Sep 19, 2007 (From the CalCars-News archive)
EVWorld reports on a very interesting study, showing how high is the awareness and interest in PHEVs. A few notable points showing high level of interest but at times unrealistic expectations:
- 84% would rather plug in every day than go to a gas station weekly, but only 52% expect to plug in as often a s once a day.
- It appears 83% have relatively easy access to a plug.
- 34% drive less than 20l miles daily, but no one wants that electric range; cumulatively, 55% of people drive less than 40 miles daily, but only 2% want that all-electric range: 38% (cumulatively 40%) want over 40-mile range. So logically, the sweet spot is 20-30 -- GM looking for 40 makes sense without further consumer education/mind-mapping!
See the full tabular data at http://www.evworld.com/general.cfm?pageIDENT=harris_phevstudy.cfm
25% of U.S. Consumers Considering Plug-In Hybrid Source: Harris Interactive [Sep 18, 2007] Harris National Study Finds More Than One Quarter of Vehicle Owners Likely to Include Plug-in Hybrid. http://evworld.com/news.cfm?newsid=16204
According to the latest wave of the Harris Interactive AutoTECHCAST(SM) study, more than one-quarter (27%) of U.S. vehicle owners(1) say they are likely (13%), very likely (8%) or extremely likely (6%) to include plug-in hybrid engine technology in their next vehicle(2). When presented with a suggested market price of $3,200, consideration for the technology drops to a net sixteen percent. Males (27%) and females (27%) are equally likely to include the technology in their next vehicle, while entry SUV owners (45%) show the highest levels of interest in plug-in hybrid technology compared to other vehicle segment owners.
In general, more than one in five (23%) of adult vehicle owners say they are at least familiar(3) with plug-in hybrid engine technology, and that includes (9%) who say they are very or extremely familiar. Males (30%) are more likely to be familiar with the technology than females (16%).
Stephen Lovett, Director of Automotive & Transportation Research at Harris Interactive states, "While these numbers are optimistic for such a new technology, there's certainly room for building awareness. Consumers' increasing concerns over rising fuel costs, as our study also shows, is a real factor driving interest in more fuel efficient, economic vehicles."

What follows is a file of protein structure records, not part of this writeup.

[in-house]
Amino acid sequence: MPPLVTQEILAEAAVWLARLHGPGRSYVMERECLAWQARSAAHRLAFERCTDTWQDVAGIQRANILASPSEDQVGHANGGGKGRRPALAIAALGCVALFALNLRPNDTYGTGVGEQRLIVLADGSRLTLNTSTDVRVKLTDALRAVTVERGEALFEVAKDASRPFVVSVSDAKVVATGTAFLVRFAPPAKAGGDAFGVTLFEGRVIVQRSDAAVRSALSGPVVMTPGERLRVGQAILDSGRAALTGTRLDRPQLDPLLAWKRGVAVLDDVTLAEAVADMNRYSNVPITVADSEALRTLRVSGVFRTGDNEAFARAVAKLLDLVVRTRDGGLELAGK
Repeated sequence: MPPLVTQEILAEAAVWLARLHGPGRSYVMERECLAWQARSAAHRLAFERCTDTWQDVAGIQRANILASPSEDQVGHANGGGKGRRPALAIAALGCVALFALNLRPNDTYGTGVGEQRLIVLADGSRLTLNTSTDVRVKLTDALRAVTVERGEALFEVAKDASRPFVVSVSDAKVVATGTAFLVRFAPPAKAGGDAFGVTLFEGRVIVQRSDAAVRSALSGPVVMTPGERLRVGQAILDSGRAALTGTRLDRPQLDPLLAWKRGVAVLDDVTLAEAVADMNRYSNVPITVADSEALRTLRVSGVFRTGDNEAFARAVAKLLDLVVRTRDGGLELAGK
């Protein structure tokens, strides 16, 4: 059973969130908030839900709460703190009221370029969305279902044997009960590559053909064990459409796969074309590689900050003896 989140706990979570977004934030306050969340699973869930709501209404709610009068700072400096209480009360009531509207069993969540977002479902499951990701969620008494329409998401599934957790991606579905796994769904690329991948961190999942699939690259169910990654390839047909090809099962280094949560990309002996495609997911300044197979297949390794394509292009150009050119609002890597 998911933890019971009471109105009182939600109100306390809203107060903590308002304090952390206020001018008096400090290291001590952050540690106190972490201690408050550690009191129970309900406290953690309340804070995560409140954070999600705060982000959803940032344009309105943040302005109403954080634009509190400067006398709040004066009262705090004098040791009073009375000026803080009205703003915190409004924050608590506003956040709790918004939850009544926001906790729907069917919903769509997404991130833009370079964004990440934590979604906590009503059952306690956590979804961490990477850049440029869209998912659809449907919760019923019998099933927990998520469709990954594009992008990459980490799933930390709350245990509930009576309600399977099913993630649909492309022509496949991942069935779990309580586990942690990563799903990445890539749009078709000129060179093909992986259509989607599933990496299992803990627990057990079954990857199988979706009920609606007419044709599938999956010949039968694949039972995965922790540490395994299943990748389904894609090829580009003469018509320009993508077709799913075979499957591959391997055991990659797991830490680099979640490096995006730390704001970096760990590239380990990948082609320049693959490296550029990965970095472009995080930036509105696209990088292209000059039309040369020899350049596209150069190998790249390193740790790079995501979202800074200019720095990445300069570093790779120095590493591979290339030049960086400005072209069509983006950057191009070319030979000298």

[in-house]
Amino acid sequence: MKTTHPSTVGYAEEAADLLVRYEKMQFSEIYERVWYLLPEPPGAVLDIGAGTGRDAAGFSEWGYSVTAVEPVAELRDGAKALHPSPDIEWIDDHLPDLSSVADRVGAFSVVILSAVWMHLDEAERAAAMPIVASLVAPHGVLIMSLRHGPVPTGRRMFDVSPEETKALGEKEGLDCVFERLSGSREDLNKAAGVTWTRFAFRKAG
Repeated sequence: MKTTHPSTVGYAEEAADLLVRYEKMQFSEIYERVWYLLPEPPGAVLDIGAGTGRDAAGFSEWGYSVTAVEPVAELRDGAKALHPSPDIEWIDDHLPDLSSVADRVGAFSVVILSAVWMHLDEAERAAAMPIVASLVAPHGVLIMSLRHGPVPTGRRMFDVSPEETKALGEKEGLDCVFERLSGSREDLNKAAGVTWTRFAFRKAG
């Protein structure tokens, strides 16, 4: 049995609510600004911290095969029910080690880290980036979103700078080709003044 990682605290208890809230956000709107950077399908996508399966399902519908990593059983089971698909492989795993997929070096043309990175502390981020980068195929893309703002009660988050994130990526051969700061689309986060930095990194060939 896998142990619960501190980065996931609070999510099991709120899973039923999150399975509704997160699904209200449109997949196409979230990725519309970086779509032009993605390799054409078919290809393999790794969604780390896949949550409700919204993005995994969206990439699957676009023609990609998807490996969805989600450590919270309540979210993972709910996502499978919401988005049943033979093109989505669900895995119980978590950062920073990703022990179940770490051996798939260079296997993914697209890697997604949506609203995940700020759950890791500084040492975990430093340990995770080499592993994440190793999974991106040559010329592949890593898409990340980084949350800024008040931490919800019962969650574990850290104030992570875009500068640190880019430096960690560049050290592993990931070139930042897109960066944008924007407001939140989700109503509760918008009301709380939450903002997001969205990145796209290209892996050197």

These are some of the results from the Harris Interactive AutoTECHCAST study, a bi-annual survey of adult vehicle owners in the United States. AutoTECHCAST provides in-depth U.S. consumer trends on 76 advanced automotive technologies. The study was conducted online between June 28 and July 18, 2007 among 9,937 U.S. vehicle owners.
Plugging-in versus Filling up: Consumers Prefer Charging Up
Among vehicle owners who say they are at least likely to include plug-in hybrid technology in their next vehicle, 84 percent say they would prefer plugging in versus filling up at the gas station each week. Less than half (45%) say they expect to have to charge the vehicle once a day. Three in 10 (29%) expect to charge the vehicle two to three times per week, and another 15 percent expect a weekly charge. In terms of charging time, there are varying expectations. Three in 10 (30%) of those considering plug-in technology in their next vehicle expect a two to four hour charge, another 30 percent expect a five to seven hour charge, and 20 percent expect an eight to 10 hour charge. Those considering plug-in hybrid technology, on average, expect to get adequate mileage out of one charge.
Lovett comments, "The fact that consumers overwhelmingly prefer to plug in their vehicles each night than to visit a fueling station weekly shows that consumers are really ready for this technology, and perhaps is an indication of their fueling frustrations in general."
Where Would Plug-In Hybrid Vehicle Owners Park?
The challenge for plug-in hybrid vehicle owners might be in the places they choose to park. Forty-six percent of those who will consider plug-in hybrid technology say they park in a private garage that is either connected or separated from the home, and more than one-third (37%) say they currently park in a private driveway when they are home. Six percent say they currently park their vehicle on the street.
Lovett adds, "This technology may be well suited for those who park in private garages, but that represents less than half of those saying they will consider the technology in their next vehicle. Accessing electricity for charge ups is another question, however. Utilities and manufacturers will have to consider provisions needed for those who park street-side, in driveways and in public-parking garages as demand for the technology grows; and 200-foot extension cords probably will not be the answer."